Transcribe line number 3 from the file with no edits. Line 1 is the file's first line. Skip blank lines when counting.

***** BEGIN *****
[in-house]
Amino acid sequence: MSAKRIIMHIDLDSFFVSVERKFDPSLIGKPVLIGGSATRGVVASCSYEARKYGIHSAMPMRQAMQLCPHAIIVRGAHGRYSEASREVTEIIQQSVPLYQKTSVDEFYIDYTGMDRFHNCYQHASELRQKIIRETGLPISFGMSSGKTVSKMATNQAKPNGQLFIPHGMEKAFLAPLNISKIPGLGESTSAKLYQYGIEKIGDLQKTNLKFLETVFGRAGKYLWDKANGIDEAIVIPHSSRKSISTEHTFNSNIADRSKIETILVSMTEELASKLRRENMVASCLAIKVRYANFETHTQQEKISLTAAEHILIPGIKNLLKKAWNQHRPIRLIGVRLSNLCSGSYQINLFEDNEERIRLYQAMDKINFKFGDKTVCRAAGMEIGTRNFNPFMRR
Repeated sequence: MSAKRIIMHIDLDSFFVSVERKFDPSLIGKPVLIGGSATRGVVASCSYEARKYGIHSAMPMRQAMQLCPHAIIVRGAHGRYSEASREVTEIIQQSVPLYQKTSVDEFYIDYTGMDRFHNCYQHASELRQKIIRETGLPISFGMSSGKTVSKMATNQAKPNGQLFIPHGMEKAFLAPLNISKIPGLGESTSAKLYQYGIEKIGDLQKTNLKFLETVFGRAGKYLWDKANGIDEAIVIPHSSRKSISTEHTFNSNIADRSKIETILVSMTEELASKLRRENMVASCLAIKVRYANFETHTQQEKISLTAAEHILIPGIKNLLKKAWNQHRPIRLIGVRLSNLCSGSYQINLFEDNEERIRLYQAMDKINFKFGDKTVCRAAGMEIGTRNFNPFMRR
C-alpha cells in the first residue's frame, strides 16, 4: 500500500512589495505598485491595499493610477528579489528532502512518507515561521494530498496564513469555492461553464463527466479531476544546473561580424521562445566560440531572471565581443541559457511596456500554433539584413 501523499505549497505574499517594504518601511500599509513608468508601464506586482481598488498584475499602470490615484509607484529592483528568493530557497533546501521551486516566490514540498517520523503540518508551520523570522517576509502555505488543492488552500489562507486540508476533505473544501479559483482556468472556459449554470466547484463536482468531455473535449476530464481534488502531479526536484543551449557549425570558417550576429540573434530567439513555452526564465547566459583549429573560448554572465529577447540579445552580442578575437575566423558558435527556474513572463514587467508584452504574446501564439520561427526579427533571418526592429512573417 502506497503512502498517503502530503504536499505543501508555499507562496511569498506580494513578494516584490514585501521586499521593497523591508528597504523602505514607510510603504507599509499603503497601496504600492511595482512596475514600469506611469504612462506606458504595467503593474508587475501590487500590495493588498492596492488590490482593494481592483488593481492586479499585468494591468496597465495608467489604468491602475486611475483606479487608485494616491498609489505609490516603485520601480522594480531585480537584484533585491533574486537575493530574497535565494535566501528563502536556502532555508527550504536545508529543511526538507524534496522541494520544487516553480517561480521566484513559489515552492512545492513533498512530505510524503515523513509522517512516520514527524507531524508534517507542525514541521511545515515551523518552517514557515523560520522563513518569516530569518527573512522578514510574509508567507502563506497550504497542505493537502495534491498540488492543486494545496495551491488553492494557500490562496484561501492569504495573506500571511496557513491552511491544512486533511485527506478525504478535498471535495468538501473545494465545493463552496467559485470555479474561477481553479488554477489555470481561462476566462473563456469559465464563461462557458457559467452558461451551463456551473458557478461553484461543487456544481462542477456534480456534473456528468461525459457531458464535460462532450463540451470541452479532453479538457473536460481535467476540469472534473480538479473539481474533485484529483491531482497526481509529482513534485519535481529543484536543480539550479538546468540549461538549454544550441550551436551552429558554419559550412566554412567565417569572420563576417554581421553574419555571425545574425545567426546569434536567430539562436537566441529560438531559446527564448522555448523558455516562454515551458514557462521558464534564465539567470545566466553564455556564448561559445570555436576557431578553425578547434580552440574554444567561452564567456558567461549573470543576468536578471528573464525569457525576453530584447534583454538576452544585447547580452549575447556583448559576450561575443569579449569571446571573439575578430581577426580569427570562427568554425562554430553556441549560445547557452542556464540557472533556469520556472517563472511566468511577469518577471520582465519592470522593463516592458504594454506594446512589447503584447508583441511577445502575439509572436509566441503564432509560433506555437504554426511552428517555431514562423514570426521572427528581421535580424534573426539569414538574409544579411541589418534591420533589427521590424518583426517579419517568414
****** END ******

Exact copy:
Repeated sequence: MSAKRIIMHIDLDSFFVSVERKFDPSLIGKPVLIGGSATRGVVASCSYEARKYGIHSAMPMRQAMQLCPHAIIVRGAHGRYSEASREVTEIIQQSVPLYQKTSVDEFYIDYTGMDRFHNCYQHASELRQKIIRETGLPISFGMSSGKTVSKMATNQAKPNGQLFIPHGMEKAFLAPLNISKIPGLGESTSAKLYQYGIEKIGDLQKTNLKFLETVFGRAGKYLWDKANGIDEAIVIPHSSRKSISTEHTFNSNIADRSKIETILVSMTEELASKLRRENMVASCLAIKVRYANFETHTQQEKISLTAAEHILIPGIKNLLKKAWNQHRPIRLIGVRLSNLCSGSYQINLFEDNEERIRLYQAMDKINFKFGDKTVCRAAGMEIGTRNFNPFMRR